Nat Holman, born on October 19th, 1896, was a Jewish-American basketball player, coach, and basketball pioneer. He is considered one of the greatest basketball players of the early 20th century and a visionary coach who revolutionized the game. He was a key player in the early years of professional basketball and later became a legendary coach, leading the City College of New York to two NCAA championships and multiple national titles.
Nat Holman was born in New York City, the son of Jewish immigrants from Russia. He grew up on the Lower East Side of Manhattan and began playing basketball in local leagues as a teenager. Holman was a talented athlete and played a variety of sports, but basketball was his true passion. He attended DeWitt Clinton High School in the Bronx, where he was a star player on the basketball team.
After graduating from high school in 1914, Holman attended New York University, where he continued to play basketball. He quickly became one of the best players in the country and was known for his quickness, agility, and shooting ability. In 1915, he helped lead NYU to the Metropolitan Intercollegiate Basketball Association (MIBA) championship.
In 1920, Holman joined the Original Celtics, a professional basketball team based in New York City. The Celtics were one of the best teams in the country, and Holman quickly became one of their star players. He was known for his innovative playing style, which included using the backboard to score and developing new dribbling techniques. Holman helped lead the Celtics to numerous championships and was considered one of the best players in the country during the 1920s.
In addition to his success on the basketball court, Holman was also an important figure in the Jewish community. He was a vocal advocate for Jewish athletes and worked to break down barriers for Jewish athletes in professional sports.
After retiring from playing in 1930, Holman began his coaching career. He became the head coach at the City College of New York (CCNY) in 1920, and quickly became one of the most successful coaches in the country. He led CCNY to two NCAA championships in 1950 and 1951, and was known for his innovative coaching style.
Holman was a master strategist, and he was known for his ability to develop game plans that would exploit the weaknesses of his opponents. He was also a master of motivation, and he was able to get the most out of his players by instilling a sense of team unity and emphasizing the importance of hard work and dedication.
One of Holman’s most famous coaching innovations was the “set shot,” which he developed in the 1930s. The set shot was a technique in which the shooter would jump off both feet and release the ball at the height of the jump, rather than shooting the ball in midair. The set shot was more accurate and allowed players to shoot from greater distances, and it quickly became the standard technique for shooting in basketball.
Holman’s success at CCNY was not limited to his two NCAA championships. He led the team to seven City University of New York (CUNY) championships and six National Invitation Tournament (NIT) championships. In 1950, CCNY became the first team in history to win both the NCAA and NIT championships in the same year.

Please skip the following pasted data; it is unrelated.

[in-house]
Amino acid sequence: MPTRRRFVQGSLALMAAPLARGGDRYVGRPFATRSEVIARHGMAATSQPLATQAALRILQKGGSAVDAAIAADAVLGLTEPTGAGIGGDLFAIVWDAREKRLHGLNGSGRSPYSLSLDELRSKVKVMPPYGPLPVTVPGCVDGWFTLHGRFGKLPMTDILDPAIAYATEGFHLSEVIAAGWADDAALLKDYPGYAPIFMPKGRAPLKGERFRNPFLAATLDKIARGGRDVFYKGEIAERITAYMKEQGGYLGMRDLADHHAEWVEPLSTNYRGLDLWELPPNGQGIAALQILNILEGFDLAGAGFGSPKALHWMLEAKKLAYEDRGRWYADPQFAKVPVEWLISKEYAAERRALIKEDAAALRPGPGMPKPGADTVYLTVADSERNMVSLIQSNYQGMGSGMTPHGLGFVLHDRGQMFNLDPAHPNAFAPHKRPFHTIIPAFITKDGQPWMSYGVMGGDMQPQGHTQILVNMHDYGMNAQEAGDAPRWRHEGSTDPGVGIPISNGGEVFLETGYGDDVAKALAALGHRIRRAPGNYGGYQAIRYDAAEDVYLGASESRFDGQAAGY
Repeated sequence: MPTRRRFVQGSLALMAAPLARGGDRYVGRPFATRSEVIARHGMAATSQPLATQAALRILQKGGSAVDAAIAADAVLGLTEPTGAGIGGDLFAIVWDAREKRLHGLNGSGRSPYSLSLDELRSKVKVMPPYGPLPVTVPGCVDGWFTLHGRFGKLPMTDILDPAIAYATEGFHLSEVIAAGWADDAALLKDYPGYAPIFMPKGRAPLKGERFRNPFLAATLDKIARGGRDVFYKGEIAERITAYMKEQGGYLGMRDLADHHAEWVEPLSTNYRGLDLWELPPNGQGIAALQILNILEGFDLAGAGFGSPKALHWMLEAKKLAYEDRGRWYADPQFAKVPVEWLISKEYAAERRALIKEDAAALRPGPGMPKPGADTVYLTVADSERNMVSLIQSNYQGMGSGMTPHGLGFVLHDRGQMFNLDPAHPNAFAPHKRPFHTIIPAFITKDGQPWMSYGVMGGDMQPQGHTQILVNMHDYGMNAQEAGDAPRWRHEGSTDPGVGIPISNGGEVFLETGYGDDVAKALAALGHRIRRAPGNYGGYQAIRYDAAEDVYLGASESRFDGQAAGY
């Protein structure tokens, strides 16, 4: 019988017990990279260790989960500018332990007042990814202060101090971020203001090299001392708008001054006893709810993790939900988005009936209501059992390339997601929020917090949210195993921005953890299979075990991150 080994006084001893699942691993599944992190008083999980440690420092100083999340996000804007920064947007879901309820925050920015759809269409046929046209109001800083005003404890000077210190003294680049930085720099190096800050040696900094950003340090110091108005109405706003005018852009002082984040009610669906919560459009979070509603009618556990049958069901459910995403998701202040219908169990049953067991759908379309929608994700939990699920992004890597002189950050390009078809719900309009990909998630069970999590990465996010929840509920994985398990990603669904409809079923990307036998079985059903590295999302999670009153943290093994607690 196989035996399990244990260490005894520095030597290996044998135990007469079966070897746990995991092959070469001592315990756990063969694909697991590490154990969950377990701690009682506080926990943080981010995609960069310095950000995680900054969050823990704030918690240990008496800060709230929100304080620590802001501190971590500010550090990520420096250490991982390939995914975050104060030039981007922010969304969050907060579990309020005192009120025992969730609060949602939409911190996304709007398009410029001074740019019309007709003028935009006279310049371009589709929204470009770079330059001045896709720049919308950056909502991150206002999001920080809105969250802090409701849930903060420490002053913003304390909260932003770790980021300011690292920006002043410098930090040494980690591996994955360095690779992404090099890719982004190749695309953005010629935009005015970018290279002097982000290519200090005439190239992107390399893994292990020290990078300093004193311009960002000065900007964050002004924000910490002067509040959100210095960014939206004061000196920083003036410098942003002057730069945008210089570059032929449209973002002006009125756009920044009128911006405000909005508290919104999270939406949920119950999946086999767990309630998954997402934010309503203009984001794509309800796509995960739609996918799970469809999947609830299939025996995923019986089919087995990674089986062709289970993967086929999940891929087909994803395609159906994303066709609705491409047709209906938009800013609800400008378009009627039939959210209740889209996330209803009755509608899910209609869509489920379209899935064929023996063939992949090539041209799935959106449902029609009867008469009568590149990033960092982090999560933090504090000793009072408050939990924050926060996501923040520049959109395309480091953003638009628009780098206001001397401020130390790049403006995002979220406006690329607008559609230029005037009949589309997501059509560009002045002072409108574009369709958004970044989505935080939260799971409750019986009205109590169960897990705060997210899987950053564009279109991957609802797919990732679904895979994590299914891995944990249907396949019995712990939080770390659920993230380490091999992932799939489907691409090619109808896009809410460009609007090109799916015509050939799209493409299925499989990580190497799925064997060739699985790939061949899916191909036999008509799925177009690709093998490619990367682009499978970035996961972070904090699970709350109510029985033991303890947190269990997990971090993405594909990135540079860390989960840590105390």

Nat Holman’s contributions to basketball cannot be overstated. As a player, he was one of the best of his generation and helped pioneer many of the techniques that are still used in basketball today. As a coach, he was a visionary who revolutionized the game and developed new strategies and techniques that are still used today.
Holman was also an important figure in the Jewish community and worked to break down barriers for Jewish athletes in professional sports. He was a vocal advocate for Jewish athletes, and his success on the basketball court helped pave the way for other Jewish athletes to succeed in professional sports.
Holman’s contributions to the game of basketball were recognized in 1964 when he was inducted into the Naismith Memorial Basketball Hall of Fame. He was also inducted into the International Jewish Sports Hall of Fame in 1981.
In addition to his success as a basketball player and coach, Holman was also a respected educator. He was a professor of physical education at CCNY for more than 40 years, and he was known for his dedication to his students and his commitment to promoting physical fitness and healthy living.
Despite his many accomplishments, Nat Holman was a humble and modest man who was always willing to help others. He was known for his kindness, his generosity, and his willingness to give back to the community. He remained active in basketball and education until his death on February 12th, 1995, at the age of 98.
Nat Holman was a true pioneer of basketball and a legendary figure in the sport. As a player, he was one of the best of his generation and helped pioneer many of the techniques that are still used in basketball today. As a coach, he was a visionary who revolutionized the game and developed new strategies and techniques that are still used today.
Holman’s success on the basketball court helped break down barriers for Jewish athletes in professional sports, and he was a vocal advocate for Jewish athletes throughout his life. His contributions to the game of basketball were recognized with his induction into the Naismith Memorial Basketball Hall of Fame and the International Jewish Sports Hall of Fame.
But perhaps most importantly, Nat Holman was a kind and humble man who was dedicated to helping others. He remained active in basketball and education until his death, and his legacy continues to inspire future generations of basketball players and coaches.